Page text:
PFD time: To spend or not to spend

Posted: Monday, October 14, 2002

Florentino Acosta didn't wait for a rainy day to spend part of his family's Alaska Permanent Fund dividends this year.

The city worker shopped with his wife Virginia and son Paul at Sears in the Mendenhall Mall during the break in the rain last Thursday afternoon. He planned two major purchases for this year's PFD.

"We'll buy an electric range and a computer," said Acosta, who like most Alaskans opted to have his dividend directly deposited into his bank account.

He bought the range Thursday and ordered a Dell computer on the Internet. Acosta said his family usually saves half of its dividends, and doesn't always spend the other half right away.

This year, though, is different.

"It's good for the economy and the people, so why not?" he said.

The 2002 dividend is $1,540.76, $310 less than last year's payment. The dividend was directly deposited into bank accounts Oct. 9, and the Dividend Division of the state Department of Revenue will begin mailing checks Oct. 17. An estimated 586,052 Alaskans will receive this year's dividend.

Chris Jensen, owner of Southeast Furniture Warehouse, said he had almost 100 percent more sales last week than in a normal week, an increase he has come to expect during PFD season.

"It was crazy," he said.

Greg Schatz, warehouse manager for Costco, said sales in all departments were up slightly from the week PFDs were paid last year.

"We sold a lot of computers, televisions, electronic items," Schatz said. "Everything picks up, though. For each department we saw increases from last year."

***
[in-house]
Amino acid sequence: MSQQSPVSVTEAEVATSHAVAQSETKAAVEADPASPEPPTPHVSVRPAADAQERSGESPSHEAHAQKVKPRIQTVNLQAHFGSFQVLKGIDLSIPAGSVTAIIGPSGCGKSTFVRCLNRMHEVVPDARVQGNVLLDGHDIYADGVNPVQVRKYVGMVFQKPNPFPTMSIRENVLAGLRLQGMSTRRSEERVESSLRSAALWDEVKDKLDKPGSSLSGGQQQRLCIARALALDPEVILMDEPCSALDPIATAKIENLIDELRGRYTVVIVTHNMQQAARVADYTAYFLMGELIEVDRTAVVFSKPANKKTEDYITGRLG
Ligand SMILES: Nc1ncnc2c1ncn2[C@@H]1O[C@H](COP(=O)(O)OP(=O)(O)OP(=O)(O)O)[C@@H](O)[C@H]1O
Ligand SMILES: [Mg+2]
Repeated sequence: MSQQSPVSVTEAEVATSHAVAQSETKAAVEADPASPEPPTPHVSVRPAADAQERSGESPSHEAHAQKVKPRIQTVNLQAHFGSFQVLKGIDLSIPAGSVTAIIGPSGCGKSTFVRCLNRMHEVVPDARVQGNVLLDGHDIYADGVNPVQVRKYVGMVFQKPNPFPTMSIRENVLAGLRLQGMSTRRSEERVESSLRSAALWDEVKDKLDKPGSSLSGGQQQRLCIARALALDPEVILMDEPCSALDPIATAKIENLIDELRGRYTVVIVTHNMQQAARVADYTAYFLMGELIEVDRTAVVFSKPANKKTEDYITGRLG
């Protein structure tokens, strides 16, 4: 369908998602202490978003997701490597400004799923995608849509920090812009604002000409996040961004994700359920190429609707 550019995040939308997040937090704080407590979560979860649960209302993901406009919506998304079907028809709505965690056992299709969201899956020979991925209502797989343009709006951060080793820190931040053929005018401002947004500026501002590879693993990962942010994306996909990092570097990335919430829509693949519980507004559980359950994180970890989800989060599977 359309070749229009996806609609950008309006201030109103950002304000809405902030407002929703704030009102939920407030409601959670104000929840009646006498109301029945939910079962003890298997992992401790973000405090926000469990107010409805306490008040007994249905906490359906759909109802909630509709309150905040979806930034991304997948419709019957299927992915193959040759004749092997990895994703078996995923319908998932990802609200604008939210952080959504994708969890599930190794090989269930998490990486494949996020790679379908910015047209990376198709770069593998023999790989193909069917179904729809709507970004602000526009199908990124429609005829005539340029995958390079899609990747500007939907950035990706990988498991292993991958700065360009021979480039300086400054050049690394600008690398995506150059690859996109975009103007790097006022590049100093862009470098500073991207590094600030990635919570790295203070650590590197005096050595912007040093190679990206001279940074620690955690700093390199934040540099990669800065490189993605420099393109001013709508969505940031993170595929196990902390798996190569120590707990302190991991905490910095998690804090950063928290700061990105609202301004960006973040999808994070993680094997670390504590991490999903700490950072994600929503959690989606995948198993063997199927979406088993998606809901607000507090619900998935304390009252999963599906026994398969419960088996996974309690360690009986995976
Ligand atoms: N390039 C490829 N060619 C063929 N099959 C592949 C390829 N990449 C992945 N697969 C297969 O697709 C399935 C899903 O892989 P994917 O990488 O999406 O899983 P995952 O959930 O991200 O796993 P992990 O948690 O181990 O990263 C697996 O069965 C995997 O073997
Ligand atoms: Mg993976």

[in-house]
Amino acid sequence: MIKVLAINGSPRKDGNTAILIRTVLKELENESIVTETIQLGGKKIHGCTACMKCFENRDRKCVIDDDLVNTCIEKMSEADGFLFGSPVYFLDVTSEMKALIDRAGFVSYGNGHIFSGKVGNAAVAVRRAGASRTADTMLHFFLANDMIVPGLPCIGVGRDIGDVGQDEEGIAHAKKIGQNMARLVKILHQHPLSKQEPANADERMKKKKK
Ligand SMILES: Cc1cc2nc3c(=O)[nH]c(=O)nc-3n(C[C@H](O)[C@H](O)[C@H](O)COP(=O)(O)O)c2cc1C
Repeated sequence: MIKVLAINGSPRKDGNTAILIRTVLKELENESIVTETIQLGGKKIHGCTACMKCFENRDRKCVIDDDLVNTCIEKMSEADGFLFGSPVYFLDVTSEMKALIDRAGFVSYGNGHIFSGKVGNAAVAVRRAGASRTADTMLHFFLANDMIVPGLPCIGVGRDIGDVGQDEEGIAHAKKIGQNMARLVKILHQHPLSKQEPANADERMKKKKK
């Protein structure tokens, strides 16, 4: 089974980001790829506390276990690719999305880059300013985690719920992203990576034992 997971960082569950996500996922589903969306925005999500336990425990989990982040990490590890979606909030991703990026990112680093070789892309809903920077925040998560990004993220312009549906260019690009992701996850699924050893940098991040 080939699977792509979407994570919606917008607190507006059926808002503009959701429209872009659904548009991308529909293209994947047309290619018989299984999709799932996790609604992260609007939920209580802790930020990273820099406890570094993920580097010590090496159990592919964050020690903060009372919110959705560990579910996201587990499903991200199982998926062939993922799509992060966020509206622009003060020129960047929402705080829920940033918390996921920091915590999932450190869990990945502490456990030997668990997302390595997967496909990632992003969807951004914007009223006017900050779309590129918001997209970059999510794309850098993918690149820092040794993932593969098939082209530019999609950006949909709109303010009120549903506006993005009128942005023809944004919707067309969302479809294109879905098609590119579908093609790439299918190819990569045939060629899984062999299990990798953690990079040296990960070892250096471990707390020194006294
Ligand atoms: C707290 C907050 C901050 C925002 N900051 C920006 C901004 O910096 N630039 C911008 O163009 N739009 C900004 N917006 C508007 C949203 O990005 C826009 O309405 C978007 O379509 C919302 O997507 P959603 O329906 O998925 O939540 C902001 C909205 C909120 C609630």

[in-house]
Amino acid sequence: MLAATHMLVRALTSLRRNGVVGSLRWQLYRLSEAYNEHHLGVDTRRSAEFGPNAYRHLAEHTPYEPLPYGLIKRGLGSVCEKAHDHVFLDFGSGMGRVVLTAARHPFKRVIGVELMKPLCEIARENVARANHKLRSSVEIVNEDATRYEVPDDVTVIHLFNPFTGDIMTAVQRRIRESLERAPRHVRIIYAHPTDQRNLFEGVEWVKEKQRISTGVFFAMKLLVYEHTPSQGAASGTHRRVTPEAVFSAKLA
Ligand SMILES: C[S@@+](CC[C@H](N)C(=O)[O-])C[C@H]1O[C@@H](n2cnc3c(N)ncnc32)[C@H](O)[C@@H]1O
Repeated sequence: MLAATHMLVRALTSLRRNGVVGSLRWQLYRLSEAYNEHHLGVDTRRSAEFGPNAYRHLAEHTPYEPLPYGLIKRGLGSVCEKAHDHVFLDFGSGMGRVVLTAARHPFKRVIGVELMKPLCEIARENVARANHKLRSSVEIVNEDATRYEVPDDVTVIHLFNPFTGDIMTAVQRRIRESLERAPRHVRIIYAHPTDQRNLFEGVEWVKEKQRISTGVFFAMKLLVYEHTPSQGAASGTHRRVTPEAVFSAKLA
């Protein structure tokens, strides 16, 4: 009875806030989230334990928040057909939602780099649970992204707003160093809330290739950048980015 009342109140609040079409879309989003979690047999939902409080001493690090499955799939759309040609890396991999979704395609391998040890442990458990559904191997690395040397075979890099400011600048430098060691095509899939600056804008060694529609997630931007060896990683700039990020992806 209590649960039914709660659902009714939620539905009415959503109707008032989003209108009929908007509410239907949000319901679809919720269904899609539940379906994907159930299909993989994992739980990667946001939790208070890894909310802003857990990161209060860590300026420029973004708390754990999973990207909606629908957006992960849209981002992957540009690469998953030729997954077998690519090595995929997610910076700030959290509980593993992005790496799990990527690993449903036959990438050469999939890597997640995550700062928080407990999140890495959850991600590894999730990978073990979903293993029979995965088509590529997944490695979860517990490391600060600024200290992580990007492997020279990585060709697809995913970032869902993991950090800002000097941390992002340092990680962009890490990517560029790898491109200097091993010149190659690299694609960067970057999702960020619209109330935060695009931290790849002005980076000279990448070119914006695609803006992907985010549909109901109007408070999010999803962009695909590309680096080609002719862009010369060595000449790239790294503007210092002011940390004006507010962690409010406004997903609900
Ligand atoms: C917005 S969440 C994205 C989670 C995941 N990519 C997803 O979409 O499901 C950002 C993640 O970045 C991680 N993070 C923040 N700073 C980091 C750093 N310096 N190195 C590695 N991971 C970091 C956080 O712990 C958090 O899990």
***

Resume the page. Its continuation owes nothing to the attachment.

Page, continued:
Not everybody was spending their PFDs, though.

Amber Timothy, who just bought her first home in Juneau, shopped with her son Reese at Jensen's Home Furnishings in the Nugget Mall on Friday afternoon. She said she and her husband plan to save most of this year's dividend.

"We try to have six months of income in the bank, so this will go towards that fund," Timothy said. "I'm just here looking, torturing myself."

Julie Burns, also in Jensen's Friday, said she was just looking as well.

"I'll use part of the PFD to pay bills, and part of it for a family vacation," Burns said. Her family plans to take a trip to Phoenix to watch NASCAR races this year.

Both Burns and Timothy saved previous years' dividends to make down payments on the homes they purchased in the last year.

The Alaska Permanent Fund Corp. has a calculator on its Web site,, that allows people to calculate the value of their PFD over time if they choose to save it.

Assuming a conservative interest rate of 1.88 percent, the current average rate for a certificate of deposit, or CD, this year's $1,540.76 would earn $151.73 in interest in five years. In 10 years, the dividend would be worth $1,859.17.

Christine Schmid can be reached at

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